Chrysostom on Substitutionary Atonement

John Chrysostom, Commentary on Galatians 3

sacrificial-lamb“In reality, the people were subject to another curse, which says,

Cursed is every one that does not continue in the things that are written in the book of the Law. (Deut. 27:26.)

To this curse, I say, people were subject, for no man had continued in, or was a keeper of, the whole Law; but Christ exchanged this curse for the other,

Cursed is every one that hangs on a tree. (Deuteronomy 21:22-23 and Galatians 3:13)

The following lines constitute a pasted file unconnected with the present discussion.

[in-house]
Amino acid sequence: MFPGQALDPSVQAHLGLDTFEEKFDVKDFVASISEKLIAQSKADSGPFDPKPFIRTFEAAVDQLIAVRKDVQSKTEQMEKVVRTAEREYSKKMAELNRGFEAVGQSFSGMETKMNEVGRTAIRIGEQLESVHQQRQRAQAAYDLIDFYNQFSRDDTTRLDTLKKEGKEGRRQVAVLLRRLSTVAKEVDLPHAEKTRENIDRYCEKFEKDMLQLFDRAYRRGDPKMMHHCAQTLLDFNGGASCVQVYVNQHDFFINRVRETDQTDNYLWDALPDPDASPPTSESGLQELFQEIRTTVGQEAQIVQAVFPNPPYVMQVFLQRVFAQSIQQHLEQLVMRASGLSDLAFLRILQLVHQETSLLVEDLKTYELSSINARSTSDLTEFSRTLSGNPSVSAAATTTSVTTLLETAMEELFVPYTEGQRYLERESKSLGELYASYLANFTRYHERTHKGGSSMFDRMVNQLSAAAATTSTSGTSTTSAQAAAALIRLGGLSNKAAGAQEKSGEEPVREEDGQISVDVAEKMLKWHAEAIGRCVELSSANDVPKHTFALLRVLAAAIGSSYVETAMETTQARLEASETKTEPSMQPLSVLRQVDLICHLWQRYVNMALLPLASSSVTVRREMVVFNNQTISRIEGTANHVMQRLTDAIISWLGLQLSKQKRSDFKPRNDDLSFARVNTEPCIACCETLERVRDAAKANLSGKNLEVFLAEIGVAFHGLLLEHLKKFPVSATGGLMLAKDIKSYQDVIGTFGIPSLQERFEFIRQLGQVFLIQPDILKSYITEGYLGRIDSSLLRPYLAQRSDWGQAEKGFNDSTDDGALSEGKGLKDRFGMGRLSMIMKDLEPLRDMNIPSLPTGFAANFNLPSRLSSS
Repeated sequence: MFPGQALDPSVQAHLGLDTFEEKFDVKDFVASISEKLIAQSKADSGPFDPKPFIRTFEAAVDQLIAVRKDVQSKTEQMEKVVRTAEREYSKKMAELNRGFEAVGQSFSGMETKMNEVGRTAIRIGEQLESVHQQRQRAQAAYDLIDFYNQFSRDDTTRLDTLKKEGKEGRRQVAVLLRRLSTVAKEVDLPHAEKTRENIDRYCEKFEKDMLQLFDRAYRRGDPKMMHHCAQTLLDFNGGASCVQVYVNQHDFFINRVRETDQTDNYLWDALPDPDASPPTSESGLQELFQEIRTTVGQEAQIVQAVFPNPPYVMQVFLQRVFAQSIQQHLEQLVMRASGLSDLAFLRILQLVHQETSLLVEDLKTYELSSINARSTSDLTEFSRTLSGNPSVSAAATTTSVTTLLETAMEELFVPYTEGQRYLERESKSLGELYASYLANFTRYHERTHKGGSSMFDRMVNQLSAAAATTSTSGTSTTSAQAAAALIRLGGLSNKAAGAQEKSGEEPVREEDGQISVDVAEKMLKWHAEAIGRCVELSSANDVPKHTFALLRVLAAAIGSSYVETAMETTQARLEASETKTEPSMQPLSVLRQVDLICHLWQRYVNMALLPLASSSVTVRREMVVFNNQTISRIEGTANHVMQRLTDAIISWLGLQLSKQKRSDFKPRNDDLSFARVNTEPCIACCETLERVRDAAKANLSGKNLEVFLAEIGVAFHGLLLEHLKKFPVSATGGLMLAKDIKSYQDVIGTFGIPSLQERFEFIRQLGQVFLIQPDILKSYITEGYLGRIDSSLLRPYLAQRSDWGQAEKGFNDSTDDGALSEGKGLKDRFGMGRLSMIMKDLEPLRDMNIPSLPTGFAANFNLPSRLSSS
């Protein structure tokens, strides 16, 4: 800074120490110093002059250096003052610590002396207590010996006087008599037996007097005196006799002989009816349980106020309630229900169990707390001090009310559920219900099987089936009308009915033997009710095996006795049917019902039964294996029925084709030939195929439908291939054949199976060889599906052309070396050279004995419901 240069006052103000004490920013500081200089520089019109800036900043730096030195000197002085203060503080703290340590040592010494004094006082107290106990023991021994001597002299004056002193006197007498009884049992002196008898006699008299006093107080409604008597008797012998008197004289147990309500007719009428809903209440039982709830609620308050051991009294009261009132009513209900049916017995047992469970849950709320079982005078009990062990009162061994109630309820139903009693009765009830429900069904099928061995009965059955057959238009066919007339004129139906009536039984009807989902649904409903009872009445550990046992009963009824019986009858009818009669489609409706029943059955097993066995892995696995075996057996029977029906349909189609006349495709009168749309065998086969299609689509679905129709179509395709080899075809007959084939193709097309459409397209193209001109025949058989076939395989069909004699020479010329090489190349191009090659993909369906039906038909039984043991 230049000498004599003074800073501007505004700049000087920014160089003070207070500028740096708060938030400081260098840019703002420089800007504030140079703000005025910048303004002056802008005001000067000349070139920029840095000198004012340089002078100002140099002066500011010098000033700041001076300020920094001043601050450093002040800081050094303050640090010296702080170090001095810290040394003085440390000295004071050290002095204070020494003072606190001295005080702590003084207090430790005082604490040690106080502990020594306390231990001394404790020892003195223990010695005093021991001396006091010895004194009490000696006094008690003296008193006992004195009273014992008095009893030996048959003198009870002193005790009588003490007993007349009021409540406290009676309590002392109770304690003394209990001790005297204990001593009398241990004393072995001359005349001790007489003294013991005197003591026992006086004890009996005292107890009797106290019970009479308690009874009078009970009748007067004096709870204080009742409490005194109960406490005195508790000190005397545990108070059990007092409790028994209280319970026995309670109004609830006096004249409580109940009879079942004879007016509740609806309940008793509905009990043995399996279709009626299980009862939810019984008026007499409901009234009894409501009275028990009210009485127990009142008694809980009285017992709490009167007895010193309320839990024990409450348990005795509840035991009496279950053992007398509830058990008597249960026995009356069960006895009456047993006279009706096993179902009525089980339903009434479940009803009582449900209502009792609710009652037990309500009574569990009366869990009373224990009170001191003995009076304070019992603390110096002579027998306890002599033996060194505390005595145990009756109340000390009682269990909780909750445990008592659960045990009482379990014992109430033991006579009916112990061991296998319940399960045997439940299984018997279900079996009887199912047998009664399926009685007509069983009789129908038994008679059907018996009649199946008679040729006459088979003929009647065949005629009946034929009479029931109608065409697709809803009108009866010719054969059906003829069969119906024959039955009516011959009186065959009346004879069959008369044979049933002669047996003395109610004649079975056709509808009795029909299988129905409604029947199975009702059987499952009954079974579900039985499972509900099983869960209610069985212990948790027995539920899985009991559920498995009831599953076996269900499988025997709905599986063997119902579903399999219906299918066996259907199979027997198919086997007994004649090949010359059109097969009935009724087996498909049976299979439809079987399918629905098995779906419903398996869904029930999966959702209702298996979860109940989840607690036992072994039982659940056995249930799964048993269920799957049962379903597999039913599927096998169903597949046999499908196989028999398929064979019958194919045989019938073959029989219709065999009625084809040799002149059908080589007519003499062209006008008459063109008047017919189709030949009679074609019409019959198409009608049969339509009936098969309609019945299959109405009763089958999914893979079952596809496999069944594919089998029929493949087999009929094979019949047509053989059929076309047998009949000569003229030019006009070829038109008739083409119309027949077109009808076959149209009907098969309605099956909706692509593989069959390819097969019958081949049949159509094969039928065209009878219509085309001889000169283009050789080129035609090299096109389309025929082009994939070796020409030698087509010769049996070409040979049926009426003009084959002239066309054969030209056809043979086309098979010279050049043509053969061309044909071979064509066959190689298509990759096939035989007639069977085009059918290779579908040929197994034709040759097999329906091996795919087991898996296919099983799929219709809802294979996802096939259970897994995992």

As then both he who hanged on a tree, and he who transgresses the Law, is cursed, and as it was necessary for him who is about to relieve from a curse himself to be free from it, but to receive another instead of it, therefore Christ took upon Him such another, and thereby relieved us from the curse. It was like an innocent mans undertaking to die for another sentenced to death, and so rescuing him from punishment. For Christ took upon Him not the curse of transgression, but the other curse, in order to remove that of others. For, He had done no violence neither was any deceit in His mouth. (Isa. 53:9; 1 Peter 2:22.) And as by dying He rescued from death those who were dying, so by taking upon Himself the curse, He delivered them from it.”

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